Australia’s “biggest climate polluter” takes Greenpeace to court | Climate Change News


Canberra, Australia -After AGL accused environmental organizations of abusing copyright and trademark laws, Greenpeace Australia Pacific will confront Australia’s largest power generator AGL Energy Limited in court on Wednesday.

Greenpeace Australia Pacific used the AGL logo in a satirical advertising campaign launched in early May 2021. The event aims to promote a new report from Greenpeace Australia Pacific, which aims to raise public awareness of the fact that AGL is Australia’s “largest climate polluter”.

The event features the AGL logo and Greenpeace logo. AGL’s legal team will argue in court that this violates Australia’s trademark and copyright laws.

Greenpeace Australia Pacific stated that these advertisements are obviously ironic and no one will mistake them for the official promotional materials of AGL.

“By imitating the AGL brand in our advertising campaigns, we hope to attract the attention of the public. Although AGL shows the public a front-facing front with a focus on renewable energy, it is more responsible for climate pollution than any other company. To the country,” Greenpeace Australia Pacific senior activist Glen Walker told Al Jazeera.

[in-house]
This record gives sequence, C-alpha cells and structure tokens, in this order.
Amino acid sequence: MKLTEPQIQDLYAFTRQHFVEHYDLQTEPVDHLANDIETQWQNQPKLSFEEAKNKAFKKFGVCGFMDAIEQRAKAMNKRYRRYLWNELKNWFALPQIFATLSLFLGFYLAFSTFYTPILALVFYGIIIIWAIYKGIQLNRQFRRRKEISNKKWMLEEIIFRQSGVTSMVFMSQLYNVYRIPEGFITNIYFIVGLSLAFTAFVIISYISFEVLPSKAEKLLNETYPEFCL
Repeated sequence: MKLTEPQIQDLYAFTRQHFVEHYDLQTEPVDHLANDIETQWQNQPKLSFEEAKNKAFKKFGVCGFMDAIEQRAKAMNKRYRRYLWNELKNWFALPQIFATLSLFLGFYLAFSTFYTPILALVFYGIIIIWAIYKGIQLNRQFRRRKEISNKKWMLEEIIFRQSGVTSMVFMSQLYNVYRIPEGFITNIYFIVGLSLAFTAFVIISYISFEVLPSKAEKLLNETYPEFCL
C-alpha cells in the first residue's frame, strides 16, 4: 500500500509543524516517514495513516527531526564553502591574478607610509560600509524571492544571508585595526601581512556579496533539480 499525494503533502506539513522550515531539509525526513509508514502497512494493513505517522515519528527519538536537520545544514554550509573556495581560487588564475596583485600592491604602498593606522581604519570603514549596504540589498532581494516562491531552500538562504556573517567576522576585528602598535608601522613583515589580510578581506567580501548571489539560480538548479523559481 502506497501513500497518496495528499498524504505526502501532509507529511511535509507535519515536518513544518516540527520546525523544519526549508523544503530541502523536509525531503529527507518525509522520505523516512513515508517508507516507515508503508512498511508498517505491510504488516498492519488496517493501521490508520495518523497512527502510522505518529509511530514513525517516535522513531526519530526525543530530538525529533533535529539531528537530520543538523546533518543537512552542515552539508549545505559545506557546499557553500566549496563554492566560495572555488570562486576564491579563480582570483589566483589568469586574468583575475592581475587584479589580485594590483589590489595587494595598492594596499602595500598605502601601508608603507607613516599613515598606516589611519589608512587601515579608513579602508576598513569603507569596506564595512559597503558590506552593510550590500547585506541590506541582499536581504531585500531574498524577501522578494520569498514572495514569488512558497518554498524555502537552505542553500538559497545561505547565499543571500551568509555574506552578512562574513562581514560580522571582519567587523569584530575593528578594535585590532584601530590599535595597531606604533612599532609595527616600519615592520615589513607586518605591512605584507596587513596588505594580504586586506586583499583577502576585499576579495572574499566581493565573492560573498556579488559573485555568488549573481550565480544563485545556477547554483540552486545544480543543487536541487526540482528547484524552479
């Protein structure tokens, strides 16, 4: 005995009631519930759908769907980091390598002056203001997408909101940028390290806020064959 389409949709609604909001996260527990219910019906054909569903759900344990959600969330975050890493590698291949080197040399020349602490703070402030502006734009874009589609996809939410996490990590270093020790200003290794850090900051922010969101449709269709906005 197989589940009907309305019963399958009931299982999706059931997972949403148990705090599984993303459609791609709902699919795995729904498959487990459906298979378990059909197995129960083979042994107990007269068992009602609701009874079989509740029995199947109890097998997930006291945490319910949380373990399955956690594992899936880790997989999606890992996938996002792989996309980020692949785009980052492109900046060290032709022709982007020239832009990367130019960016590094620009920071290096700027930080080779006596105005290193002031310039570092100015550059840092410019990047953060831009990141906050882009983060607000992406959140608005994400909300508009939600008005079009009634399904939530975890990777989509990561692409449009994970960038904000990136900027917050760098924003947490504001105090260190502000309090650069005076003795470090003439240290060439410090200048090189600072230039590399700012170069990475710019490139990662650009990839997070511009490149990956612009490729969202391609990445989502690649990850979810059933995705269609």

“Although AGL is Australia’s largest operator of coal-fired power stations, it has an undeserved reputation as an organization that is a leader in renewable energy.

“The AGL brand is a false frontline and a mature ironic target.”

Australia’s “dirty polluter”

AGL generates and provides electricity in several states in Australia.

It provides electricity to nearly one-third of Australian households, generating more than 11,000 megawatts, accounting for approximately 20% of Australia’s national energy market.

But it relies heavily on coal-fired power plants to generate electricity.

General counsel Katrina Bullock and senior activist Glenn Walker with CEO David Ritter (middle) [Courtesy of James Zobel/Greenpeace]

According to its own data, as much as 85% of the company’s electricity comes from coal. Only 10% will come from renewable energy in 2020.

Nevertheless, AGL, which is listed on the Australian Securities Exchange (ASX), is increasingly promoting itself as an environmentally responsible company. Its promotional materials boast that it “follows renewable energy” and is “the largest renewable energy investor listed on the Australian Stock Exchange.”

The activities of Greenpeace Australia Pacific specifically address these propositions. The organization believes that AGL is actually “Australia’s largest contributor to climate change”, causing more than 42 million tons of greenhouse gas emissions in 2019-2020.